My newest body of work, Glitch, is a study of the conceptual and aesthetic qualities of what are considered to be undesirable consequences of the accidental, the unplanned and the unexpected.
The conceptual connotations of glitches are mostly negative: glitches interfere with, and upset, the smooth and predictable outcome of a well planned course of action. Glitches also require an effort to be made for their removal, and, since time is being equated with money, they are being perceived both as costly and annoying. The underlying malfunctions they reveal are the first, alarming signs of a system’s decay on its way to becoming obsolete (or dead).
In spite of our efforts to plan, organize and to generally keep things under control, ‘The best-laid plans of mice and men often go awry’… Life is so full of apparent randomness, that the best strategy for a sane survival seems to be the one embracing the unexpected in the hope that it can open up new directions and lead to new paths of action, and that in the end, things will ‘work out’. One way or another, they always do.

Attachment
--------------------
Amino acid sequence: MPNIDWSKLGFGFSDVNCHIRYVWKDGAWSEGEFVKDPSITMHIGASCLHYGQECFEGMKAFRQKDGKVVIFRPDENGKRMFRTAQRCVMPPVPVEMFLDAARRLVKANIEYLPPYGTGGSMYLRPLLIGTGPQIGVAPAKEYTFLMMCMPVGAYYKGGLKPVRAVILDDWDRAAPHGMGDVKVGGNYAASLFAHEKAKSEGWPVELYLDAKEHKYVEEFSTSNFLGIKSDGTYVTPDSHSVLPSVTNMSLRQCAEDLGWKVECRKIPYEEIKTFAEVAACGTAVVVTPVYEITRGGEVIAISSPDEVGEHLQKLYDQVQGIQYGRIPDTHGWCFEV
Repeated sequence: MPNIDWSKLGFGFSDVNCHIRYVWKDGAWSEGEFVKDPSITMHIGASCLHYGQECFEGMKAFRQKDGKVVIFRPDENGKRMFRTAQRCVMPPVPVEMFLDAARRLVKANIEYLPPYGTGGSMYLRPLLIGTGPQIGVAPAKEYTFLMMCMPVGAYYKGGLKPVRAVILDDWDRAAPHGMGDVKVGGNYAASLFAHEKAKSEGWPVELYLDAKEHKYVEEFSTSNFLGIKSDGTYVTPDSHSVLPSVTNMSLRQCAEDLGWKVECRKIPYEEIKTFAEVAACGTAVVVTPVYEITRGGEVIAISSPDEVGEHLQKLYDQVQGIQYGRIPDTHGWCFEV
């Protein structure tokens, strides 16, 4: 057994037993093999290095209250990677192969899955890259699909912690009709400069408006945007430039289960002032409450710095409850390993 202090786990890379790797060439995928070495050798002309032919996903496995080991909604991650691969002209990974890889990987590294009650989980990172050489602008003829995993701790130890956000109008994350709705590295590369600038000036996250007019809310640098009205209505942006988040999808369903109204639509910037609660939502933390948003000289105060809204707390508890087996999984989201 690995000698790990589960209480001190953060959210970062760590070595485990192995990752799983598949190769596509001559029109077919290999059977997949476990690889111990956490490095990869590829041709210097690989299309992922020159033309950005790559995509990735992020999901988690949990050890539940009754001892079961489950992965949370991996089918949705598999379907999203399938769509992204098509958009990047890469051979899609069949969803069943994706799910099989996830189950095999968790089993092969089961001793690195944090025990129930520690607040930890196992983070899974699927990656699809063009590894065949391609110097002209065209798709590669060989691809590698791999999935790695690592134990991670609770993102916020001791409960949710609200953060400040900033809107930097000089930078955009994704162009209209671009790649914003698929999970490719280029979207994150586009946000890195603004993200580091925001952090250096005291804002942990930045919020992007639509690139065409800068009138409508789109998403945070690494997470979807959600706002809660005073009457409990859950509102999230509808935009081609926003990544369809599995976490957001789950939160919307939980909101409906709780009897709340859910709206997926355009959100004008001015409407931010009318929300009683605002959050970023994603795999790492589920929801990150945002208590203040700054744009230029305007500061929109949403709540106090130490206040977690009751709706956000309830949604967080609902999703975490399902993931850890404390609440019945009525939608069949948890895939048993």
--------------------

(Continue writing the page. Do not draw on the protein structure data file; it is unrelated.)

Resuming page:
The ideas above are embodied into the structure of the images making up my Glitchseries: starting with well planned out compositions and color schemes they were run multiple times through noise and randomness introducing algorithms that managed to reveal unexpected suggestions for possible visual ideas and directions to follow.
As I was working on recapturing a sense of equilibrium, the work evolved in ways I couldn’t have planned for or predicted in advance, until a solution I have found satisfying was reached.
I put a lot of care into refining the aesthetic qualities of noise, turning what could be seen as an ugly and interfering blemish, into something I consider to be beautiful.
The images in this series are the result of a procedural balancing act performed on the edge separating order from chaos.
You can see LARGE versions of these images, here: http://titus-hora.tumblr.com/
First published at linkedin.com.